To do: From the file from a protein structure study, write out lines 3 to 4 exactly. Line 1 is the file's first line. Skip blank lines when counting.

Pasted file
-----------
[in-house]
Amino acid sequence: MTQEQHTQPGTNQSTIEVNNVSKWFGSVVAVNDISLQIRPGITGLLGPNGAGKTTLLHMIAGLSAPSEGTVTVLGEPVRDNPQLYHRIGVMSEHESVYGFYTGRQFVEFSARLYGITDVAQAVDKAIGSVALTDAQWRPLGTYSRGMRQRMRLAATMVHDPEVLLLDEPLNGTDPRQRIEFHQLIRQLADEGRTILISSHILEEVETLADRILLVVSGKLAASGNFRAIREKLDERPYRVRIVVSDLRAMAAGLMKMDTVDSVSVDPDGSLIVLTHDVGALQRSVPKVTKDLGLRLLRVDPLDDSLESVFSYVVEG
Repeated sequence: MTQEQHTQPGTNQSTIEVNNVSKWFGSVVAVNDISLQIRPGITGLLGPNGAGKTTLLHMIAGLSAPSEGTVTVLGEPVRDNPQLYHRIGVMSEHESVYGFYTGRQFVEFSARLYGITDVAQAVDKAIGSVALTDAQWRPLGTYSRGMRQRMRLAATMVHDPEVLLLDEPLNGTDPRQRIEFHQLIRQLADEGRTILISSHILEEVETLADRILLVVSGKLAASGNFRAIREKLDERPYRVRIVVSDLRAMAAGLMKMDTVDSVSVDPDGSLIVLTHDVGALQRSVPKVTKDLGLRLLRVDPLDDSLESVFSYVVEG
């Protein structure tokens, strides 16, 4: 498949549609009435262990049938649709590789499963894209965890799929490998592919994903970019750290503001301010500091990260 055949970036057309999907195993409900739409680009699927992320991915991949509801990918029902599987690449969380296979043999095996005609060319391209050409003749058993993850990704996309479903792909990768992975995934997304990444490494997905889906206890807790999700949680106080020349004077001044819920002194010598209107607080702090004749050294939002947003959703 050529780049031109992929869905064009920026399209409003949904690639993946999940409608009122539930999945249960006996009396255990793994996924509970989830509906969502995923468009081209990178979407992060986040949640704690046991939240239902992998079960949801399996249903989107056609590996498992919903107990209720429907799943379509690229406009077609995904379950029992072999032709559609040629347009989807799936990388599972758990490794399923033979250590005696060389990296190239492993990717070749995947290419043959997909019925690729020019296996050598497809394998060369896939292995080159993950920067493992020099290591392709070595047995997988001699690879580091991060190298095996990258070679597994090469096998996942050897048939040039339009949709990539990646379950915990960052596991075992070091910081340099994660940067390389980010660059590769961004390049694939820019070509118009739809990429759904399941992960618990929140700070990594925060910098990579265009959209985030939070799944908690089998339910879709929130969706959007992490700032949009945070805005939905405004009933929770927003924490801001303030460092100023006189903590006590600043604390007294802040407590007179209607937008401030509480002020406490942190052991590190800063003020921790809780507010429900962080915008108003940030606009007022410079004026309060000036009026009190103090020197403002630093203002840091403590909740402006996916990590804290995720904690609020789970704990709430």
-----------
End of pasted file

Repeated sequence: MTQEQHTQPGTNQSTIEVNNVSKWFGSVVAVNDISLQIRPGITGLLGPNGAGKTTLLHMIAGLSAPSEGTVTVLGEPVRDNPQLYHRIGVMSEHESVYGFYTGRQFVEFSARLYGITDVAQAVDKAIGSVALTDAQWRPLGTYSRGMRQRMRLAATMVHDPEVLLLDEPLNGTDPRQRIEFHQLIRQLADEGRTILISSHILEEVETLADRILLVVSGKLAASGNFRAIREKLDERPYRVRIVVSDLRAMAAGLMKMDTVDSVSVDPDGSLIVLTHDVGALQRSVPKVTKDLGLRLLRVDPLDDSLESVFSYVVEG
């Protein structure tokens, strides 16, 4: 498949549609009435262990049938649709590789499963894209965890799929490998592919994903970019750290503001301010500091990260 055949970036057309999907195993409900739409680009699927992320991915991949509801990918029902599987690449969380296979043999095996005609060319391209050409003749058993993850990704996309479903792909990768992975995934997304990444490494997905889906206890807790999700949680106080020349004077001044819920002194010598209107607080702090004749050294939002947003959703 050529780049031109992929869905064009920026399209409003949904690639993946999940409608009122539930999945249960006996009396255990793994996924509970989830509906969502995923468009081209990178979407992060986040949640704690046991939240239902992998079960949801399996249903989107056609590996498992919903107990209720429907799943379509690229406009077609995904379950029992072999032709559609040629347009989807799936990388599972758990490794399923033979250590005696060389990296190239492993990717070749995947290419043959997909019925690729020019296996050598497809394998060369896939292995080159993950920067493992020099290591392709070595047995997988001699690879580091991060190298095996990258070679597994090469096998996942050897048939040039339009949709990539990646379950915990960052596991075992070091910081340099994660940067390389980010660059590769961004390049694939820019070509118009739809990429759904399941992960618990929140700070990594925060910098990579265009959209985030939070799944908690089998339910879709929130969706959007992490700032949009945070805005939905405004009933929770927003924490801001303030460092100023006189903590006590600043604390007294802040407590007179209607937008401030509480002020406490942190052991590190800063003020921790809780507010429900962080915008108003940030606009007022410079004026309060000036009026009190103090020197403002630093203002840091403590909740402006996916990590804290995720904690609020789970704990709430």